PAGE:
Survivor: Game Changers

J.T. and the Fall of the Alpha Male

Sarah Channon, who formerly posted as Sarah Freeman writes special feature blogs for RHAP. This feature, “J.T. and the Fall of the Alpha Male”, looks at the gender dynamics of Survivor: Game Changers.

J.T. and the Fall of the Alpha Male

I wasn’t planning on writing another blog so soon, but after last week’s episode, one thing really stood out to me: four out of the first five boots have been physically strong men. Of the ten men who started the game, the four oldest remain, along with two who have never been to Tribal Council. If there’s one thing you can count on me to have an opinion on, it’s gender dynamics!

This doesn’t have the uncomfortable political connotations of last season’s oddity, when the pre-merge saw only one man voted off but all the women of color had their torches snuffed. Nevertheless, it’s just as fascinating to me. A gender disparity in early boots more typically goes against women. Taking out quits and medevacs, seven seasons have had four out of the first five votes be women, and one (Fiji) went five for five.

Yet it’s not unknown for that needle to swing against the men. Game Changers is the fifth season to have four men going home in the first five votes, following All Stars, Micronesia, Nicaragua, and Cagayan. What stands out to me is that three of these are returnee seasons.

To be fair, Caramoan is among the eight seasons that targeted women early on, but that was largely due to a run of losses by the Fans tribe of new players. The other times women have dominated the early boots have been newbie seasons (with the quasi-exception of South Pacific.)

To generalize, the first instinct in the game is to keep your tribe strong. If you lose immunity, you vote out your weakest link in hopes of avoiding further Tribal Councils. Women are typically perceived to be weaker than men. However, most returning players are the ones who lost after the merge; it’s the individual game that’s preying on their minds the second time around, not the tribal one. This time, they want to strike against the threats first.

Cagayan had a similar effect for different reasons when the Brains tribe lost the first two votes. Rather than consider who was the weakest, Garrett led his alliance against David Samson, the ‘leader’ of the tribe—only for Tasha and Kass to pull the same move against him at the next vote. These players had been labeled “Brains” so they weren’t going to play standard newbie Survivor. They were going to go all in on “Big Moves!”, day one.

What we’re seeing this season is what happens when you get a group of returnees and label them “Game Changers.”

Of course, if this was simply about physical strength being disposable, all that should have happened was for the playing field to be leveled. We should be seeing as many women voted off as men, but we’re not. Why are men so much more likely to be taken out in the early days when the contestants are playing hard?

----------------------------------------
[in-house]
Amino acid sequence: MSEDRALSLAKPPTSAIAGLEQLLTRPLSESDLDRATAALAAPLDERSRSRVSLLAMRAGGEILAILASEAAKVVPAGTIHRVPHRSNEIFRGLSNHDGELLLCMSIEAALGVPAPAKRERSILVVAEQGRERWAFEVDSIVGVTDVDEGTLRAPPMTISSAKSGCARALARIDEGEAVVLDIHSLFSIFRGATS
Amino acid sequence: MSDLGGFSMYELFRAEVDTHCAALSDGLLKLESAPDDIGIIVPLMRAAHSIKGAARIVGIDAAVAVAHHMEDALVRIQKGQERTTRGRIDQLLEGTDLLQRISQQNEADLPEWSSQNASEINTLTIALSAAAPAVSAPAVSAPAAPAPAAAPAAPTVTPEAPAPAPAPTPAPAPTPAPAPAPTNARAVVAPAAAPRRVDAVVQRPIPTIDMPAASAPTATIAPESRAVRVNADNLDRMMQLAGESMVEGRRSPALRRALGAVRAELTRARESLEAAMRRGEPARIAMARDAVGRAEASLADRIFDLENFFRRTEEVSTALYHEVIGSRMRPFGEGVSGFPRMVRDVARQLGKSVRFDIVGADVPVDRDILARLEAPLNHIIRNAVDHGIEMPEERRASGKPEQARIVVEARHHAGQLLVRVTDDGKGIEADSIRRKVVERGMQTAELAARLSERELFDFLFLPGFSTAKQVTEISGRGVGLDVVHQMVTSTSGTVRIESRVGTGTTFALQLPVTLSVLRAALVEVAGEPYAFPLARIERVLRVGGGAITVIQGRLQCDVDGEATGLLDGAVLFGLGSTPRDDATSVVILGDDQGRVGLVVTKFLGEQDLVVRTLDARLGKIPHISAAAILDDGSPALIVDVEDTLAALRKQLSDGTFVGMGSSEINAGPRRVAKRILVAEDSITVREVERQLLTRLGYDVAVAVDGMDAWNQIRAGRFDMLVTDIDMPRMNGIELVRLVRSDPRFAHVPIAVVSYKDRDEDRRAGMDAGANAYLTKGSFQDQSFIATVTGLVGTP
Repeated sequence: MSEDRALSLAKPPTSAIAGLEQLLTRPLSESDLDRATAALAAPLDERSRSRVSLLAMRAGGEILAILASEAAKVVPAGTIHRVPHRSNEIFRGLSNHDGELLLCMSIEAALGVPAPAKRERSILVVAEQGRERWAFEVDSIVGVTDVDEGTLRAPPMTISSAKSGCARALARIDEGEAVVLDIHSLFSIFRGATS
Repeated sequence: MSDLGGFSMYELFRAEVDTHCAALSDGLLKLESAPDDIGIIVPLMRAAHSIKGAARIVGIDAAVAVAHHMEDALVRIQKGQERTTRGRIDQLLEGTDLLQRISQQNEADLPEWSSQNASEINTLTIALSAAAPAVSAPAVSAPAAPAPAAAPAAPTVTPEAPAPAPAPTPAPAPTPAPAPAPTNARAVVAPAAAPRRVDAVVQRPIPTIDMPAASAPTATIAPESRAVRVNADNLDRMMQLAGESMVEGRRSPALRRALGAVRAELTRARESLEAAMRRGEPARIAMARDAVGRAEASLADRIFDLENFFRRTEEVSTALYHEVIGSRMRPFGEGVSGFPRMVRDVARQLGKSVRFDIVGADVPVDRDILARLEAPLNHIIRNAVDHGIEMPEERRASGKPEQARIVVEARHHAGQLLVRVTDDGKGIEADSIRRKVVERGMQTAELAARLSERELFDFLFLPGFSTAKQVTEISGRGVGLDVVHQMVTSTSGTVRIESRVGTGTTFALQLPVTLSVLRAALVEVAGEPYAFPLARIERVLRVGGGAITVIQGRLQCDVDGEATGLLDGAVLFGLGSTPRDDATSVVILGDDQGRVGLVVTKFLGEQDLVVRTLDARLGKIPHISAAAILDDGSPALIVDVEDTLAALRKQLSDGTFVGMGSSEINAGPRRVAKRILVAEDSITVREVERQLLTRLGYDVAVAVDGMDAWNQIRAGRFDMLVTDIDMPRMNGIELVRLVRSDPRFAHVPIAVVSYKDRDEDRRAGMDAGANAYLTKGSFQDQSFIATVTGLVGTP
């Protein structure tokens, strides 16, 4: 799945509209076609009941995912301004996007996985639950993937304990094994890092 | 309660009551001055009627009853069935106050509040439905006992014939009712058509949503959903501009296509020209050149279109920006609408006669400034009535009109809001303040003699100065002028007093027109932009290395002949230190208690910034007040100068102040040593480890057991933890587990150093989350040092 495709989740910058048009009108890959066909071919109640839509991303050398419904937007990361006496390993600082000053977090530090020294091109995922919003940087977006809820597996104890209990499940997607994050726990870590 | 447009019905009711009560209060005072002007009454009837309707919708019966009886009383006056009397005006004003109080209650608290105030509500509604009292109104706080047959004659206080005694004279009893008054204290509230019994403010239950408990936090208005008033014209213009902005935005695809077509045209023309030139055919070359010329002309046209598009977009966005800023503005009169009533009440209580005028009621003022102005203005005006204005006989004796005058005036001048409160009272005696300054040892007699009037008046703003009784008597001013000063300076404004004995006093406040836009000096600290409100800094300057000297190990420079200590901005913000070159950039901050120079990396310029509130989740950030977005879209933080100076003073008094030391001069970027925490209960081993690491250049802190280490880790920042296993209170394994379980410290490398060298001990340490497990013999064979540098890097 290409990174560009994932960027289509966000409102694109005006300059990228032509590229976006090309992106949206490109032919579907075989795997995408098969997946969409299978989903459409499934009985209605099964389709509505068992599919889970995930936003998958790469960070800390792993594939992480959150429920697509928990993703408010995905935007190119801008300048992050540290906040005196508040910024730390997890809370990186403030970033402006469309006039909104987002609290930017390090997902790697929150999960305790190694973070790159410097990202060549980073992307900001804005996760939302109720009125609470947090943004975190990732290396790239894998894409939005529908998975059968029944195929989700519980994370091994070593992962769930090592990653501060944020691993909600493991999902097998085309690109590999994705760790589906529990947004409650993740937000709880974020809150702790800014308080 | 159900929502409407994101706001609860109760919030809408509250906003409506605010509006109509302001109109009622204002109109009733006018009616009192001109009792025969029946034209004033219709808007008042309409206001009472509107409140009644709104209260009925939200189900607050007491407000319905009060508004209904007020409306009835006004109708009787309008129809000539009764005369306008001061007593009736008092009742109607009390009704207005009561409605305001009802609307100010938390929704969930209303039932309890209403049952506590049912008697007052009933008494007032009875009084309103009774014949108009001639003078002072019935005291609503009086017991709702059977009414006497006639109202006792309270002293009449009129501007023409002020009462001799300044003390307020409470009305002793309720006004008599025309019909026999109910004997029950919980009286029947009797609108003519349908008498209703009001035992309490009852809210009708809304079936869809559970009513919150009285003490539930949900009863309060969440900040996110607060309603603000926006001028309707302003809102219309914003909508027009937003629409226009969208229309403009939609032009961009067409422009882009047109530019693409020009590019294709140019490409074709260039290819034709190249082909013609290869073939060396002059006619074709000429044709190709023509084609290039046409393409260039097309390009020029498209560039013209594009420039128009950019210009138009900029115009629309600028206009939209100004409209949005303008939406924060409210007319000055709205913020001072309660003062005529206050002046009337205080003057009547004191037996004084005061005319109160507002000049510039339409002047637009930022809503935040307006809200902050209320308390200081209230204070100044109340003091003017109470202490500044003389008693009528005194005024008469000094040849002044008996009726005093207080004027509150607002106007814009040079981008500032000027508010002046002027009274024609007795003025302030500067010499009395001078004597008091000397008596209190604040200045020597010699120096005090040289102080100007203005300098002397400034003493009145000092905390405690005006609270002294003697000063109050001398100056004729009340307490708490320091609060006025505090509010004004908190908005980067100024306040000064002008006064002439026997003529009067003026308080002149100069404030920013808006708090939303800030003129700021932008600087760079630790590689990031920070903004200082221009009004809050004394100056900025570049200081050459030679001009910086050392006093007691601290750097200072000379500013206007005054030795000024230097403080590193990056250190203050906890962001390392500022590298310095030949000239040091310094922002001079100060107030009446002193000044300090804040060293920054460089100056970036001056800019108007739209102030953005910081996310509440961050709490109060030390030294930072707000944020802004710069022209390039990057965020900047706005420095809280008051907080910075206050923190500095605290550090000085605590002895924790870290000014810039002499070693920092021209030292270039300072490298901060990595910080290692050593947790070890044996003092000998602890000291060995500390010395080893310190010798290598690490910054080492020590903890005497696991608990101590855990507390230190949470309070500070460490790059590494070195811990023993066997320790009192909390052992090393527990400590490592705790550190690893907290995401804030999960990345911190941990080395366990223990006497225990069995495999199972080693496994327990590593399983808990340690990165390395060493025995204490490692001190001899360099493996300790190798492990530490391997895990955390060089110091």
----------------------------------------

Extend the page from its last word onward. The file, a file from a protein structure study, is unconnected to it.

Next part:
Several factors might be playing a role, and unfortunately for J.T., he’s a poster child for all of them.

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Go Big; Go Home

There’s a certain amount of legacy going on: J.T. and Tony were both winners, and along with Malcolm, have a reputation for pulling crazy upsets—especially when idols are involved.

One of the notable gender differences in Survivor is that more men than women find idols. Indeed, this season, all three idols so far were found by men, Tai is on course to find another, and idol-hunting was a key part of Tony’s strategy. While we know some of the women have looked for an idol, it appears none of them stuck with it the way that these men did.

There are probably many factors that go into why men have a better success rate than women, but my theory is that it comes down to risk management. The downside of looking for an idol is if you’re caught looking, it puts a target on your back—and if you don’t find an idol, that target could be fatal. Just ask Tony. The typical male approach is to look at the end goal and decide if it’s worth the risk. Yes, Tony put a target on his back, but he was a target anyway and had he succeeded in getting an idol, he’d have made it to the tribe swap.

The typical female approach is to manage the risk, i.e. look when it’s safe to do so. There are two women this season who have previously found idols: Andrea and Sandra. In both cases, they obtained their idols when the whole tribe was openly hunting, and nobody was being judged for joining in. Obviously, not every woman who has found an idol did it in such a constrained fashion, and Andrea’s group hunt was a complicated situation, but historically, the women are more likely to wait for the right opportunity to search, while the men throw caution to the winds earlier and take the risk of being caught.

This approach carries over to other gameplay. Speaking very generally, the male players are often the ones making the big and flashy moves while the women prefer to play under the radar. Just look at this cast’s history: there are a few Big Move female players, but the men have the lion’s share of those, and it was mostly women about whom we said: “Why are they Game Changers?”

As J.T. explained to Dalton Ross, he’s there to win, and you have to make moves to win. “Sometimes it works out and sometimes it don’t.” He’s not the first guy to express that sentiment; Another one-time winner, Tyson, shrugged off his Heroes vs. Villains implosion with the observation that if switching his vote had worked (i.e. booting Parvati while winning Russell’s allegiance), he would have looked like a genius.

Something else Tyson has said is that if he had to go up against anybody in a game of Survivor, he’d rather it be somebody who had won their first time around, because they’re used to everything breaking right. That is certainly true of J.T.’s first season—he worked hard for his win, but aside from a tribal challenge losing streak, he rarely experienced failure. Knowing he can do it, he keeps on swinging, ignoring his misses because he’s waiting for the hit.

J.T. was already on the outs and he knew the tribe was angry with him for the Malcolm vote. But he found an idol and Michaela was causing conflict. It took those two things breaking his way for J.T.’s confidence to be restored, and he gave no further thought to the resentment from the previous Tribal Council.

Conversely, two of the higher profile female players, Aubry and Sandra are playing more cautiously. Each woman has wanted to target the other since before the season started; neither has yet made a serious attempt at it. Sandra has kept Aubry isolated from the voting majority while putting out other fires. Aubry, who has played a sterling game of betting on the wrong horse, has quietly followed voting orders while plotting rebellion. In a way, she’s become Sandra’s Sandra… that person you can always get rid of later. In her online confessional, Michaela tells us that the original plan last episode was to vote off Aubry, but J.T. made himself too much of a problem.